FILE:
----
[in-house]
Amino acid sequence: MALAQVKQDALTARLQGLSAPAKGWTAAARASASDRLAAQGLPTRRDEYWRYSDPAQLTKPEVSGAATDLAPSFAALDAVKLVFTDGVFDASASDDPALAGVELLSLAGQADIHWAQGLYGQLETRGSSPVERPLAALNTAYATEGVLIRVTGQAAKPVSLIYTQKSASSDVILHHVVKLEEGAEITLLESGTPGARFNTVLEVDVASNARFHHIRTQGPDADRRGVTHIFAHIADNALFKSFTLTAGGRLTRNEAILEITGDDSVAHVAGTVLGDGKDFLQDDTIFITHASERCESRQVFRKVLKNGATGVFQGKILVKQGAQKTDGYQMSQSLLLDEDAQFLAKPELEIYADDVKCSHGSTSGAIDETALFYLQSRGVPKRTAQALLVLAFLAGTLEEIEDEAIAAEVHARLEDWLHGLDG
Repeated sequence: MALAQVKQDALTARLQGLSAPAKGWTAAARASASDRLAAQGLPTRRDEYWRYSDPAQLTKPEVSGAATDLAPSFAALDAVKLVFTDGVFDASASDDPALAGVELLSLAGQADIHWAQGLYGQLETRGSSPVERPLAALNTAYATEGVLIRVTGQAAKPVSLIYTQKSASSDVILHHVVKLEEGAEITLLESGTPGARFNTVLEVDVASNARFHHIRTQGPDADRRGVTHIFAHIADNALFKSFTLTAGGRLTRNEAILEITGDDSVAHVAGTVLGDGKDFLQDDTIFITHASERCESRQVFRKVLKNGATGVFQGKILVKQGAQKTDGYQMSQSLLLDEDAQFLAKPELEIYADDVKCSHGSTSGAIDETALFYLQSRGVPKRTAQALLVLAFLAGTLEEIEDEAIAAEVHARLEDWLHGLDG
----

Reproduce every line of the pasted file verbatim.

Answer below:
[in-house]
Amino acid sequence: MALAQVKQDALTARLQGLSAPAKGWTAAARASASDRLAAQGLPTRRDEYWRYSDPAQLTKPEVSGAATDLAPSFAALDAVKLVFTDGVFDASASDDPALAGVELLSLAGQADIHWAQGLYGQLETRGSSPVERPLAALNTAYATEGVLIRVTGQAAKPVSLIYTQKSASSDVILHHVVKLEEGAEITLLESGTPGARFNTVLEVDVASNARFHHIRTQGPDADRRGVTHIFAHIADNALFKSFTLTAGGRLTRNEAILEITGDDSVAHVAGTVLGDGKDFLQDDTIFITHASERCESRQVFRKVLKNGATGVFQGKILVKQGAQKTDGYQMSQSLLLDEDAQFLAKPELEIYADDVKCSHGSTSGAIDETALFYLQSRGVPKRTAQALLVLAFLAGTLEEIEDEAIAAEVHARLEDWLHGLDG
Repeated sequence: MALAQVKQDALTARLQGLSAPAKGWTAAARASASDRLAAQGLPTRRDEYWRYSDPAQLTKPEVSGAATDLAPSFAALDAVKLVFTDGVFDASASDDPALAGVELLSLAGQADIHWAQGLYGQLETRGSSPVERPLAALNTAYATEGVLIRVTGQAAKPVSLIYTQKSASSDVILHHVVKLEEGAEITLLESGTPGARFNTVLEVDVASNARFHHIRTQGPDADRRGVTHIFAHIADNALFKSFTLTAGGRLTRNEAILEITGDDSVAHVAGTVLGDGKDFLQDDTIFITHASERCESRQVFRKVLKNGATGVFQGKILVKQGAQKTDGYQMSQSLLLDEDAQFLAKPELEIYADDVKCSHGSTSGAIDETALFYLQSRGVPKRTAQALLVLAFLAGTLEEIEDEAIAAEVHARLEDWLHGLDG